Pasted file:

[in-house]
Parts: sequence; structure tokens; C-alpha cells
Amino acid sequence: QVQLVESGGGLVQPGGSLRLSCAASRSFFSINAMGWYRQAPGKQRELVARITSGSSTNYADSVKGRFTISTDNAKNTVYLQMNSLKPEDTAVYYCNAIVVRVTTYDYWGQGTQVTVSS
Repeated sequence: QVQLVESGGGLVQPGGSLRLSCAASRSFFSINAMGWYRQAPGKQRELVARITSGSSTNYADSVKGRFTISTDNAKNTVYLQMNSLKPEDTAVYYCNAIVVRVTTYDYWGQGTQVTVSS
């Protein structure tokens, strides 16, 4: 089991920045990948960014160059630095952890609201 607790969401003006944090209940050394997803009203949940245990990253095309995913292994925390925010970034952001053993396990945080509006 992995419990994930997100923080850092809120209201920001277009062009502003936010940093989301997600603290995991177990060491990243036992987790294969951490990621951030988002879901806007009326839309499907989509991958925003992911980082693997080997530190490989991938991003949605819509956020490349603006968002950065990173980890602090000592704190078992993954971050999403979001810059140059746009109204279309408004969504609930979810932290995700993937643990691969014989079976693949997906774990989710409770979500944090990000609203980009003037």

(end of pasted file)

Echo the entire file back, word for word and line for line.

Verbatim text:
[in-house]
Parts: sequence; structure tokens; C-alpha cells
Amino acid sequence: QVQLVESGGGLVQPGGSLRLSCAASRSFFSINAMGWYRQAPGKQRELVARITSGSSTNYADSVKGRFTISTDNAKNTVYLQMNSLKPEDTAVYYCNAIVVRVTTYDYWGQGTQVTVSS
Repeated sequence: QVQLVESGGGLVQPGGSLRLSCAASRSFFSINAMGWYRQAPGKQRELVARITSGSSTNYADSVKGRFTISTDNAKNTVYLQMNSLKPEDTAVYYCNAIVVRVTTYDYWGQGTQVTVSS
């Protein structure tokens, strides 16, 4: 089991920045990948960014160059630095952890609201 607790969401003006944090209940050394997803009203949940245990990253095309995913292994925390925010970034952001053993396990945080509006 992995419990994930997100923080850092809120209201920001277009062009502003936010940093989301997600603290995991177990060491990243036992987790294969951490990621951030988002879901806007009326839309499907989509991958925003992911980082693997080997530190490989991938991003949605819509956020490349603006968002950065990173980890602090000592704190078992993954971050999403979001810059140059746009109204279309408004969504609930979810932290995700993937643990691969014989079976693949997906774990989710409770979500944090990000609203980009003037």